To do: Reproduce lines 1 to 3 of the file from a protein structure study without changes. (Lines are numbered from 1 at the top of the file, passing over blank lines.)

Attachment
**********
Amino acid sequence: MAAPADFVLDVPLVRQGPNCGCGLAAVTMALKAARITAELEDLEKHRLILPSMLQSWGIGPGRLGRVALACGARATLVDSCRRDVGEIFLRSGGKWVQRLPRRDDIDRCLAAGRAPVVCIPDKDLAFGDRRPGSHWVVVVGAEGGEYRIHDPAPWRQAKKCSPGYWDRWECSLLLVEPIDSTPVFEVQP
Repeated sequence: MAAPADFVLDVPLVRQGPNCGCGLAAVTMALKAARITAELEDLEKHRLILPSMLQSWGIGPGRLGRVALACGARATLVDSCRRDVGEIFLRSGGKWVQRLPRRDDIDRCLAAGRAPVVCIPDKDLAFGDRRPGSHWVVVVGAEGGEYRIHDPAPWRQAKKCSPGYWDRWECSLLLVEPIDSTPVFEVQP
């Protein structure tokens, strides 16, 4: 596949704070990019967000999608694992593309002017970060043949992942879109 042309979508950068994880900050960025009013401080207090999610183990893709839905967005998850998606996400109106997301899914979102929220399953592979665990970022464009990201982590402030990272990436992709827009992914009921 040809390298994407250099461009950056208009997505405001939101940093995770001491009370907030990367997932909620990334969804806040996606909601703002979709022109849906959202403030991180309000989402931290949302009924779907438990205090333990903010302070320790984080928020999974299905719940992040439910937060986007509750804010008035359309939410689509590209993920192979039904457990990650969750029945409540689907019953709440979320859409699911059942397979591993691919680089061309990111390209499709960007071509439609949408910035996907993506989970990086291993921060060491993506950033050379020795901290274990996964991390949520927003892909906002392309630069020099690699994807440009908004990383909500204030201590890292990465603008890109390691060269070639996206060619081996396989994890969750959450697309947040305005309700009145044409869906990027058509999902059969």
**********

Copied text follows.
Amino acid sequence: MAAPADFVLDVPLVRQGPNCGCGLAAVTMALKAARITAELEDLEKHRLILPSMLQSWGIGPGRLGRVALACGARATLVDSCRRDVGEIFLRSGGKWVQRLPRRDDIDRCLAAGRAPVVCIPDKDLAFGDRRPGSHWVVVVGAEGGEYRIHDPAPWRQAKKCSPGYWDRWECSLLLVEPIDSTPVFEVQP
Repeated sequence: MAAPADFVLDVPLVRQGPNCGCGLAAVTMALKAARITAELEDLEKHRLILPSMLQSWGIGPGRLGRVALACGARATLVDSCRRDVGEIFLRSGGKWVQRLPRRDDIDRCLAAGRAPVVCIPDKDLAFGDRRPGSHWVVVVGAEGGEYRIHDPAPWRQAKKCSPGYWDRWECSLLLVEPIDSTPVFEVQP
């Protein structure tokens, strides 16, 4: 596949704070990019967000999608694992593309002017970060043949992942879109 042309979508950068994880900050960025009013401080207090999610183990893709839905967005998850998606996400109106997301899914979102929220399953592979665990970022464009990201982590402030990272990436992709827009992914009921 040809390298994407250099461009950056208009997505405001939101940093995770001491009370907030990367997932909620990334969804806040996606909601703002979709022109849906959202403030991180309000989402931290949302009924779907438990205090333990903010302070320790984080928020999974299905719940992040439910937060986007509750804010008035359309939410689509590209993920192979039904457990990650969750029945409540689907019953709440979320859409699911059942397979591993691919680089061309990111390209499709960007071509439609949408910035996907993506989970990086291993921060060491993506950033050379020795901290274990996964991390949520927003892909906002392309630069020099690699994807440009908004990383909500204030201590890292990465603008890109390691060269070639996206060619081996396989994890969750959450697309947040305005309700009145044409869906990027058509999902059969």